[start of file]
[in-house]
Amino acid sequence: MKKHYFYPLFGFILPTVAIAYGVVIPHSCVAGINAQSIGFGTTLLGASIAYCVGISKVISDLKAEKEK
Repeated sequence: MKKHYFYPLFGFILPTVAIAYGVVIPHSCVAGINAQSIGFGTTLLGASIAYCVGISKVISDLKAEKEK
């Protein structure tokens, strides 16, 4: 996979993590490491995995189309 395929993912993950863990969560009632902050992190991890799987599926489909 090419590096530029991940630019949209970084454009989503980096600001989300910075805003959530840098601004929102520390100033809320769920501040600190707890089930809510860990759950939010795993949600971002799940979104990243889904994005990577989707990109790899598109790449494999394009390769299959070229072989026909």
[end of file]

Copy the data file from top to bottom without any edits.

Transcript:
[in-house]
Amino acid sequence: MKKHYFYPLFGFILPTVAIAYGVVIPHSCVAGINAQSIGFGTTLLGASIAYCVGISKVISDLKAEKEK
Repeated sequence: MKKHYFYPLFGFILPTVAIAYGVVIPHSCVAGINAQSIGFGTTLLGASIAYCVGISKVISDLKAEKEK
């Protein structure tokens, strides 16, 4: 996979993590490491995995189309 395929993912993950863990969560009632902050992190991890799987599926489909 090419590096530029991940630019949209970084454009989503980096600001989300910075805003959530840098601004929102520390100033809320769920501040600190707890089930809510860990759950939010795993949600971002799940979104990243889904994005990577989707990109790899598109790449494999394009390769299959070229072989026909």